Marshall coach Doc Holliday is fond of recalling his favorite and successful moments working under Urban Meyer at Florida, but not all his stories are roses and Tebows.
He saw, as every coach has on every level of football, tough road losses. Bad road losses, even with the Gators. Ranked as high as fifth during the 2005 season, the Gators lost to Alabama, Louisiana State and unranked South Carolina (and coach Steve Spurrier).
As the the third-year Thundering Herd coach tells it, Meyer brought in reinforcements - including a man now known as "Dr. Lou."
"We spent a solid week with Lou Holtz and a couple of coaches, and all we talked about is how you win on the road," Holliday said. "We spent hours. The one thing we came up with is you have to have great leadership. When you're a young team you worry about that a little bit.
"The other thing was toughness. You've got to be an extremely tough team, go on the road into other people's arenas and find a way to win. And the final thing was you've got to enjoy going into other people's arenas and beating people."
The trick, Holliday and a horde of coaches will say, is to treat the trip as a business trip and not be tourists. To try to keep the routine the same as it would be at home, before and after the charter flight. The walk-throughs, the Friday night sequestration and everything else are as close to a home schedule as possible.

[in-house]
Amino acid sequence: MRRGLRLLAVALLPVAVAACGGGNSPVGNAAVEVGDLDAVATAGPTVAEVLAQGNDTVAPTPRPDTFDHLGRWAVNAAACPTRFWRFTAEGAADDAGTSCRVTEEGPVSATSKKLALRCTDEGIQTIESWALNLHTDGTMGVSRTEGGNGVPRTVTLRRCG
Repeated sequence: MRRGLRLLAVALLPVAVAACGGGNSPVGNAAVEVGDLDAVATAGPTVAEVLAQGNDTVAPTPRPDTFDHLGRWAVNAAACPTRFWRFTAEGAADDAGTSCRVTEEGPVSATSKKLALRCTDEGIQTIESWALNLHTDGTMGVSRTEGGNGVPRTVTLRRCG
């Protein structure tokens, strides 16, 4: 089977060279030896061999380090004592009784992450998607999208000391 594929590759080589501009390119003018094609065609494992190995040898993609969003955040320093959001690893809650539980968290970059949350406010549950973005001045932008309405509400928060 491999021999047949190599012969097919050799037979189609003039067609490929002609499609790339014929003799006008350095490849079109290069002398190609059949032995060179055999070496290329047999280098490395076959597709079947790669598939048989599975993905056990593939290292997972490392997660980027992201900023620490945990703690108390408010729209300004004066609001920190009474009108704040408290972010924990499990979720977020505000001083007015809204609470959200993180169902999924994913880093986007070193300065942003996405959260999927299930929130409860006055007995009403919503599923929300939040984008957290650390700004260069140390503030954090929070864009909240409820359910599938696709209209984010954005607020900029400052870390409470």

"We don't change our preparation," Holliday said. "We do all of our preparing Friday right here, we get on our plane and get there, we've got our best Fridays in football once we get to the hotel, and then we get up in the morning and go play."
One thing will change, though: The Herd equipment crew will pack the cooling equipment. The autumnal equinox arrives Saturday morning, but summer hasn't lost its grip in Houston.
The forecast high: 91 degrees, the National Weather Service said Thursday night. The Herd's previous game-time temperatures: 81, 68 and 74 degrees.
Holliday, a veteran of road-trip climate swings, said the Herd won't be bothered that much.
"I think later in the year, when you're practicing [in chilly conditions], it may affect you more than it affects you now," he said. "We've dealt with some heat the last couple of weeks."